13. 13. Mortality and Longevity RiskMortalityRiskPooling RiskLongevityRiskSystematicLongevity RiskLongevityBasis RiskCatastrophicMortality RiskMortality risk: The randomness of mortality rates causes fluctuations in liabilityvalues of pension schemes. This risk is defined as mortality risk.13Introduction to LongevityThe Basics
  14. 14. • Pooling Risk: represents the random fluctuations of realised mortality rates around theexpected trend line.• Catastrophic Mortality Risk: defined as sudden and unexpected spikes in mortality as a resultof human made events such as wars, or natural disasters like earthquakes, tsunamis orpandemics.Mortality Risks14Introduction to LongevityThe Basics
  15. 15. • Systematic Longevity Risk: The life expectancy of the population increasing faster than expected.Mortality Risks15Introduction to LongevityThe Basics
  16. 16. Longevity Basis Risk – Example 1: Region• Significant difference in life expectancy bygeographic areas.•This may be partially due to naturalenvironment, climate. Also, it reflects thedifferent mix of industries and occupations.•Life expectancy is reducing, in general, fromsouth to north. But certain areas show veryhigh mortality rate. e.g. Central London.Source: Department of Health16Introduction to LongevityThe BasicsLongevity Basis Risk: People in a sub-population, such as a pension scheme, showingdifferent improvement trends than the referenced population.
  17. 17. • Life expectancy differs bysocial class.• Difference in life expectancycan be as large as 4.2 years• The trends of improvementare similar.• But the gap between topand bottom classes arewidening through time.• Should we anticipate acatch up in life expectancy ofunskilled manual in future?Longevity Basis Risk – Example 2: Social ClassesSource: ONS17Introduction to LongevityThe Basics
  18. 18. • People with insurancepolicies exhibit differentmortality rates from thegeneral population.• Annuity holders onaverage tend to bewealthier and in highersocial class.• Mortality rates can besignificantly different.Longevity Basis Risk – Example 3: Insurance vs. General Population18Introduction to LongevityThe Basics
  19. 19. • As the 3 examples above shows, the different mix andcomposition of a pension scheme leads to differences inmortality experience.• Factors including occupation, socio-economic grouping,smoking, and eating habits all influence the mortalityexperience of the pension scheme.• Even within the same scheme, the demographic structure canchange over time. So the mortality experience this year maybe different from that 10 years ago.• Therefore, understanding scheme specific mortalitycharacteristics (and whether the scheme is large enough touse “experience data”) is the key to managing longevity risk.Longevity Basis Risk – No two schemes are the same19Introduction to LongevityThe Basics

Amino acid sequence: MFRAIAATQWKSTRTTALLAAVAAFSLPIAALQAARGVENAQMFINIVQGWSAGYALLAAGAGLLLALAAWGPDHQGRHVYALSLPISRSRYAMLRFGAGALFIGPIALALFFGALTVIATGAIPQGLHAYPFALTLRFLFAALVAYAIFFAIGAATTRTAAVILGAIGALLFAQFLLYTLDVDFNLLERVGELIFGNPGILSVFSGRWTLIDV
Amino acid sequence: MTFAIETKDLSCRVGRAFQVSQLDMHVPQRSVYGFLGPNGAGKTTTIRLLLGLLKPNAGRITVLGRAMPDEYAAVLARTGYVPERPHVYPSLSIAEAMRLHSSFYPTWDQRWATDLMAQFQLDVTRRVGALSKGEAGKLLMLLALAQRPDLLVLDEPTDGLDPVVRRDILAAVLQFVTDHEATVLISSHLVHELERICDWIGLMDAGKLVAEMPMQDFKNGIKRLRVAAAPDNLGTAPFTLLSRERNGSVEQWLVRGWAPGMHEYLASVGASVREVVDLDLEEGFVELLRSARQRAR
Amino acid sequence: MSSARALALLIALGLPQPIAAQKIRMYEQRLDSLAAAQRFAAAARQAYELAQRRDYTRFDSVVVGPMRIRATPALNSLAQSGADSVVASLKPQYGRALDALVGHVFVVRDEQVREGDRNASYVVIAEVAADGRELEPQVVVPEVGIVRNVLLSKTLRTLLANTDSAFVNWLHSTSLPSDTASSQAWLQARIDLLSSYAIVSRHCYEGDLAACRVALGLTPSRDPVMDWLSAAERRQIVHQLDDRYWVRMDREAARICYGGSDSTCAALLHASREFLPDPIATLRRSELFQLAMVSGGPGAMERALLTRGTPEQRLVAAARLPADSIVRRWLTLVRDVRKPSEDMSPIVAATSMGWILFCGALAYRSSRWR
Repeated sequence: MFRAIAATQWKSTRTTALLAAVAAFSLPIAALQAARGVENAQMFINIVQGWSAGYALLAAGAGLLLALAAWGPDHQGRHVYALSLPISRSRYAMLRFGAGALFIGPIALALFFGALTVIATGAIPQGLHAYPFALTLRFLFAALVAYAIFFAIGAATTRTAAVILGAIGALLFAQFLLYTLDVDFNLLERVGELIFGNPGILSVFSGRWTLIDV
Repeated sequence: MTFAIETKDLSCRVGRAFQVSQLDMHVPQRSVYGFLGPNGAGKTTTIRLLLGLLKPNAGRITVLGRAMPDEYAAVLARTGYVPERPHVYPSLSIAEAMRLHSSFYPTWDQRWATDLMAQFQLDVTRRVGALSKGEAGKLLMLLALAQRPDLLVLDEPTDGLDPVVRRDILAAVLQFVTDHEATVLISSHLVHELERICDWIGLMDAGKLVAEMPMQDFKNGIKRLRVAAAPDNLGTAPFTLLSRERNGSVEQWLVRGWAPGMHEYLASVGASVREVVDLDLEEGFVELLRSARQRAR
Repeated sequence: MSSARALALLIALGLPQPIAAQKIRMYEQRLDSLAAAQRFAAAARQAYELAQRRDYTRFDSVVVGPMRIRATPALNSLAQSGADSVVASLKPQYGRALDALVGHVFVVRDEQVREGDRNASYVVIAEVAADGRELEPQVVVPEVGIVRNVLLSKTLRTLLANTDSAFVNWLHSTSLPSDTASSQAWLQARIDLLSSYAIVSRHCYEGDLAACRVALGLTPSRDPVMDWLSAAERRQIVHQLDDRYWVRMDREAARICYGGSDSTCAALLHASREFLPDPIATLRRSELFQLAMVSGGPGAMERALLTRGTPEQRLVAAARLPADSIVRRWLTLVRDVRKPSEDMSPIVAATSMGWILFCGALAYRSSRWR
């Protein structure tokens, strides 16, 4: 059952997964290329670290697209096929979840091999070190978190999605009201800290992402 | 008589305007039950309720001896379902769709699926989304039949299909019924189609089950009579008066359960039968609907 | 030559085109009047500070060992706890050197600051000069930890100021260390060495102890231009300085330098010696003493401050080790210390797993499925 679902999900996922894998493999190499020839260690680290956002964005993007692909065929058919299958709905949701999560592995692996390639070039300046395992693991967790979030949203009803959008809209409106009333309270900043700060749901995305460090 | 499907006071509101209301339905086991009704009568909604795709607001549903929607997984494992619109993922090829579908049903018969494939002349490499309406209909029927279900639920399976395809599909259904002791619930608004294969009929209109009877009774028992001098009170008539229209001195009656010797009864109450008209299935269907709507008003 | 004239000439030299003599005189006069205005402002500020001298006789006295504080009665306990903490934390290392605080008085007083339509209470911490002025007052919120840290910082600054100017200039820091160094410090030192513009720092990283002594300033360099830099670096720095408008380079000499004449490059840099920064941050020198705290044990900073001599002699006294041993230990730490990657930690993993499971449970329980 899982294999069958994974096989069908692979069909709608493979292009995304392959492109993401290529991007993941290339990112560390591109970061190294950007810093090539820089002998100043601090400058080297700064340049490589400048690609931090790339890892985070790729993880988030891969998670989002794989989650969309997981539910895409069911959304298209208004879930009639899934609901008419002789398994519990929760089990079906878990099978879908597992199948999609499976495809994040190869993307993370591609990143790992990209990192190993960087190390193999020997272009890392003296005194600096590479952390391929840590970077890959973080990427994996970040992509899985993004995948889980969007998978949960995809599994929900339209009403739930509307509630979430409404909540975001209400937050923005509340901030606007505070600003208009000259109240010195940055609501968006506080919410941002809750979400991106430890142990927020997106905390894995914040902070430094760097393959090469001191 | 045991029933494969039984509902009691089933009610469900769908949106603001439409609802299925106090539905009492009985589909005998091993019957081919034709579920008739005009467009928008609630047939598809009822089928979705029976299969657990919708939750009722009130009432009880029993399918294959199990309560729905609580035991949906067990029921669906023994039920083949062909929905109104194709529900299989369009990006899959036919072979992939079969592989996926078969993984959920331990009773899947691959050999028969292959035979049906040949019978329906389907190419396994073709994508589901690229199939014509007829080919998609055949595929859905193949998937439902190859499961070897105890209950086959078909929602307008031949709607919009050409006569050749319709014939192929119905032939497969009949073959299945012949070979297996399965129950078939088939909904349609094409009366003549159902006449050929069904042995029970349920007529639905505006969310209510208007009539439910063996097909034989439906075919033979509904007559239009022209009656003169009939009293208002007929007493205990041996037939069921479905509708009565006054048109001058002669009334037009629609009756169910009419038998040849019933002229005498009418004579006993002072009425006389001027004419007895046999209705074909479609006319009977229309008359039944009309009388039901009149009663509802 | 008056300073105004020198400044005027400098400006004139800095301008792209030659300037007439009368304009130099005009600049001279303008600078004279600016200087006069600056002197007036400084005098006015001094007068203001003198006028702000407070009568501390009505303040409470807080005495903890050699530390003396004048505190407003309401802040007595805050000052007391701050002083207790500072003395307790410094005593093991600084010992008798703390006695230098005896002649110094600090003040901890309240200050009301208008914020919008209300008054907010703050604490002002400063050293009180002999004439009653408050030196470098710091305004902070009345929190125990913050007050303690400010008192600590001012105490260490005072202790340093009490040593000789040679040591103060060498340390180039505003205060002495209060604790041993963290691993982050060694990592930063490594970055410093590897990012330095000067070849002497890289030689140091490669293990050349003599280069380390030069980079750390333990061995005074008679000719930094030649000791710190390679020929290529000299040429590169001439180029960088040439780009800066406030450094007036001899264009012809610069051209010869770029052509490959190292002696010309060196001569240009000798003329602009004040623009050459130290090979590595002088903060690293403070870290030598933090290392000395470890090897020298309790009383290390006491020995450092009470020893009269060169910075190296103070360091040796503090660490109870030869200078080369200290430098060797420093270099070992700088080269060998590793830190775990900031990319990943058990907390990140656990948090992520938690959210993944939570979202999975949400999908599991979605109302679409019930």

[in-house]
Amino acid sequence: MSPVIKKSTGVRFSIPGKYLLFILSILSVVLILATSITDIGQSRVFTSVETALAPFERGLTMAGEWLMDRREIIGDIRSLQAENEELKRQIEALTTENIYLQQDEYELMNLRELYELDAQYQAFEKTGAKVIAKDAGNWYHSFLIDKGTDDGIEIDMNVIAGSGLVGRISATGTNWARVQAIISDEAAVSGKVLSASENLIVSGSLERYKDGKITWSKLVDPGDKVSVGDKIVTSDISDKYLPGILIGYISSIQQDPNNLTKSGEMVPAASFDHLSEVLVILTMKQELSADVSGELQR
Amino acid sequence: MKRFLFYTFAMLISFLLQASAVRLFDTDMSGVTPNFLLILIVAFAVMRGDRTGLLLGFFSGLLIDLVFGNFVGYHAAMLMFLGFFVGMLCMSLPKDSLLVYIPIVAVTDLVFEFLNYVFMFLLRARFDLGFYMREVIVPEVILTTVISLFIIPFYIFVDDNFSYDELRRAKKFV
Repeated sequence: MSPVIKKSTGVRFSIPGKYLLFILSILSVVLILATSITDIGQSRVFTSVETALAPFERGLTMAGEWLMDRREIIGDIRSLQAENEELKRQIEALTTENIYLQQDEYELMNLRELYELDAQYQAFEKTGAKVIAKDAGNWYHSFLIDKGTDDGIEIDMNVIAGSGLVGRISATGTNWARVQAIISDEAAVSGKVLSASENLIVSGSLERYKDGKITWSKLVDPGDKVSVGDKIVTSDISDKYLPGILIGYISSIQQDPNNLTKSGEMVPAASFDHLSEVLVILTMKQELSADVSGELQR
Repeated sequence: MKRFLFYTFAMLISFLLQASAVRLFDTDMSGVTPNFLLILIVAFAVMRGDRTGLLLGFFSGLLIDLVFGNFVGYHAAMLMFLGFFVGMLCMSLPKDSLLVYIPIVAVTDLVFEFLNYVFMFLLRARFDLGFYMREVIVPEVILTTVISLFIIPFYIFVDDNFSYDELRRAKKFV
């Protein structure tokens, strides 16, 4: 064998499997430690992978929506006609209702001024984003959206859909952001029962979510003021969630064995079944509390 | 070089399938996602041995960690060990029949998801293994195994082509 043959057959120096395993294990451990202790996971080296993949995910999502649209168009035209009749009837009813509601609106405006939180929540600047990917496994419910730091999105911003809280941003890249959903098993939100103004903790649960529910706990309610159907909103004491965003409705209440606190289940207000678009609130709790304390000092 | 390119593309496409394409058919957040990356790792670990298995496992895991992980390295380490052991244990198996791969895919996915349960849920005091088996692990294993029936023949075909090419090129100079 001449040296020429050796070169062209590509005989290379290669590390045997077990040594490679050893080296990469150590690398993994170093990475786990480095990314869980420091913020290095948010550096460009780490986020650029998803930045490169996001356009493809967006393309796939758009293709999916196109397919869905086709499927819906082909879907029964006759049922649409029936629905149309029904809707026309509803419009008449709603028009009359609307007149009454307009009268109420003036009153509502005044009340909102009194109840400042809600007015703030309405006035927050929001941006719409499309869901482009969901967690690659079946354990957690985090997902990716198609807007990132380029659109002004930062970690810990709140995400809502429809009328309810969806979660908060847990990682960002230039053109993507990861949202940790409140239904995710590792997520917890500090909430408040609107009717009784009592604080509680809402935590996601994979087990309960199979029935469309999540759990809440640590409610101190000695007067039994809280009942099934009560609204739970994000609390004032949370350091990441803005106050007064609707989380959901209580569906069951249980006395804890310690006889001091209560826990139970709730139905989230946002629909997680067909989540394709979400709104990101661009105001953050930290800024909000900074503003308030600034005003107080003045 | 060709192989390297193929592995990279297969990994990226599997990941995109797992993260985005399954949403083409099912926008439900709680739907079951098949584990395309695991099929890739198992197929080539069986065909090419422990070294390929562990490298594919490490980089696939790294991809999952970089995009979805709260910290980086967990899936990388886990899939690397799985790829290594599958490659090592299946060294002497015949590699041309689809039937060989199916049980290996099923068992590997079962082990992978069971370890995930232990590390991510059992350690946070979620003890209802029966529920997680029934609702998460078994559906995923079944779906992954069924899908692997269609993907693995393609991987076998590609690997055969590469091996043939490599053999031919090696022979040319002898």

20. 20. Introduction to LongevityDeterminants of Future Mortality20
  21. 21. Future Mortality Rate DeterminantsAge Effect: In general, the older the person the higher the mortality rate. Exceptionally however:• New-borns exhibit higher mortality rates than, say, 2 year olds.• “Hump Effect”: young male adults see a localised peak in mortality (mainly due to accidents).• After this point, mortality rates increase exponentially.Period Effect: Captures mortality rate improvements for the same age group (e.g. 65 year olds) acrosstime.• Advances in medical science, education and sanitary conditions are major reasons for people livinglonger than previous generations.• For example: a person aged 65 in twenty years time is likely to have a lower mortality rate than aperson aged 65 today.Cohort Effect: Captures mortality rate improvements for people born in a particular year.• For example: Mortality rates improved faster for groups of people born in the first half of 20thcentury than those born in other periods.Introduction to LongevityDeterminants of Future Mortality21
  22. 22. Age effectAge effect describes the relationship between ageand mortality rates. The probability of dyingincreases as people becomes older. These mortalitytrends exhibit an exponential behaviour.Period effectPeriod effect captures the impact that time-specificevents and changes have on the number of deaths.The time period may span one year or multipleyears.0.000.100.200.300.4020 40 60 80 100mortalityrateAgeAge Effectmortality rates for male aged 20 to 100 in E &Win 2003realised mortality rates for male aged 20 to 100 in year 200300.010.020.030.040.051920 1940 1960 1980 2000mortalityratePeriod Effectmortality rates for male aged 65 in 1920 to 2003realised mortality rates for 65 years old male22Introduction to LongevityDeterminants of Future Mortality
  23. 23. Cohort Effect• “Cohort effect” describes the phenomenon that different cohorts exhibit different rates of mortalityimprovement.• In the UK, it is observed that people born between 1925 and 1945 (and centred around 1931) haveexperienced a higher improvement in mortality rates than people born before or after thisgeneration. And this group of people are referred as the Golden Cohort.Source: GAD 23Introduction to LongevityDeterminants of Future Mortality